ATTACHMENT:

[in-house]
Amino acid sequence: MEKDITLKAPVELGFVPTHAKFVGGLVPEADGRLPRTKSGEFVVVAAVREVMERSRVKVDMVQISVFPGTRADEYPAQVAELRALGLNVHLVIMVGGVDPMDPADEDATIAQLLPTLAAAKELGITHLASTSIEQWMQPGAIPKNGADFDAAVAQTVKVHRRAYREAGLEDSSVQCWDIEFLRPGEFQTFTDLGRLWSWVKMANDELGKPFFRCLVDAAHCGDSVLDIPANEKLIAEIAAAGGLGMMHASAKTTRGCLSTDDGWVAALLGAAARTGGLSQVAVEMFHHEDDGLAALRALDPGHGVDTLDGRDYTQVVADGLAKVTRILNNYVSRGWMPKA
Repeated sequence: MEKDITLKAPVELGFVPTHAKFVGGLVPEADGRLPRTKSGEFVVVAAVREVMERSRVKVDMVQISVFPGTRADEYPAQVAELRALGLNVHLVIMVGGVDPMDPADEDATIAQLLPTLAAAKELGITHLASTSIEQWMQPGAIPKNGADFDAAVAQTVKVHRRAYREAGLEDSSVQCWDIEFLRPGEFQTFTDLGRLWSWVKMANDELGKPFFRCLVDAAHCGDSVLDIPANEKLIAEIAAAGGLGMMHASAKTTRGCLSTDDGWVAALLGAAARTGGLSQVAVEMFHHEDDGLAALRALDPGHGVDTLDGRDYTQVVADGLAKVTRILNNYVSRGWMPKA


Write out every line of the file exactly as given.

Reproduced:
[in-house]
Amino acid sequence: MEKDITLKAPVELGFVPTHAKFVGGLVPEADGRLPRTKSGEFVVVAAVREVMERSRVKVDMVQISVFPGTRADEYPAQVAELRALGLNVHLVIMVGGVDPMDPADEDATIAQLLPTLAAAKELGITHLASTSIEQWMQPGAIPKNGADFDAAVAQTVKVHRRAYREAGLEDSSVQCWDIEFLRPGEFQTFTDLGRLWSWVKMANDELGKPFFRCLVDAAHCGDSVLDIPANEKLIAEIAAAGGLGMMHASAKTTRGCLSTDDGWVAALLGAAARTGGLSQVAVEMFHHEDDGLAALRALDPGHGVDTLDGRDYTQVVADGLAKVTRILNNYVSRGWMPKA
Repeated sequence: MEKDITLKAPVELGFVPTHAKFVGGLVPEADGRLPRTKSGEFVVVAAVREVMERSRVKVDMVQISVFPGTRADEYPAQVAELRALGLNVHLVIMVGGVDPMDPADEDATIAQLLPTLAAAKELGITHLASTSIEQWMQPGAIPKNGADFDAAVAQTVKVHRRAYREAGLEDSSVQCWDIEFLRPGEFQTFTDLGRLWSWVKMANDELGKPFFRCLVDAAHCGDSVLDIPANEKLIAEIAAAGGLGMMHASAKTTRGCLSTDDGWVAALLGAAARTGGLSQVAVEMFHHEDDGLAALRALDPGHGVDTLDGRDYTQVVADGLAKVTRILNNYVSRGWMPKA